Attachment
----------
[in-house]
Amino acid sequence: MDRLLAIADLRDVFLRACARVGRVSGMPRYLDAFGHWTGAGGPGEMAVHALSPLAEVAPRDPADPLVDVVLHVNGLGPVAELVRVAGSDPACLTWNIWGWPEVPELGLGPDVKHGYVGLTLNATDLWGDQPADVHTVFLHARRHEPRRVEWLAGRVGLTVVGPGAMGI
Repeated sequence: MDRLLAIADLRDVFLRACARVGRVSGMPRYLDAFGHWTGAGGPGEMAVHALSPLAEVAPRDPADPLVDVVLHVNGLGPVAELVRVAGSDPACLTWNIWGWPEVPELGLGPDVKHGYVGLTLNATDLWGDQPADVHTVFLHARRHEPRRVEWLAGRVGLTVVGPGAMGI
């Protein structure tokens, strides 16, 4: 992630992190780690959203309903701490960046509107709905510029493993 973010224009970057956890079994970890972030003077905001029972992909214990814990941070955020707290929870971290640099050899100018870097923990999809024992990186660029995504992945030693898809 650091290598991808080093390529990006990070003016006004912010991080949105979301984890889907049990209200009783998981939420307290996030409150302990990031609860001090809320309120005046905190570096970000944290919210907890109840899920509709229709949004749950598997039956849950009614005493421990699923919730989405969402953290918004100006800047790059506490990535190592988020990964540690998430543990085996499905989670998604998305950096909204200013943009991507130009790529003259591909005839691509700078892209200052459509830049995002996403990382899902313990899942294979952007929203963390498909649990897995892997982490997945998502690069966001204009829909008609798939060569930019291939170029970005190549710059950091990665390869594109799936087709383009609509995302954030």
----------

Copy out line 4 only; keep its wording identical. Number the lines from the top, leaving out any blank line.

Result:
């Protein structure tokens, strides 16, 4: 992630992190780690959203309903701490960046509107709905510029493993 973010224009970057956890079994970890972030003077905001029972992909214990814990941070955020707290929870971290640099050899100018870097923990999809024992990186660029995504992945030693898809 650091290598991808080093390529990006990070003016006004912010991080949105979301984890889907049990209200009783998981939420307290996030409150302990990031609860001090809320309120005046905190570096970000944290919210907890109840899920509709229709949004749950598997039956849950009614005493421990699923919730989405969402953290918004100006800047790059506490990535190592988020990964540690998430543990085996499905989670998604998305950096909204200013943009991507130009790529003259591909005839691509700078892209200052459509830049995002996403990382899902313990899942294979952007929203963390498909649990897995892997982490997945998502690069966001204009829909008609798939060569930019291939170029970005190549710059950091990665390869594109799936087709383009609509995302954030």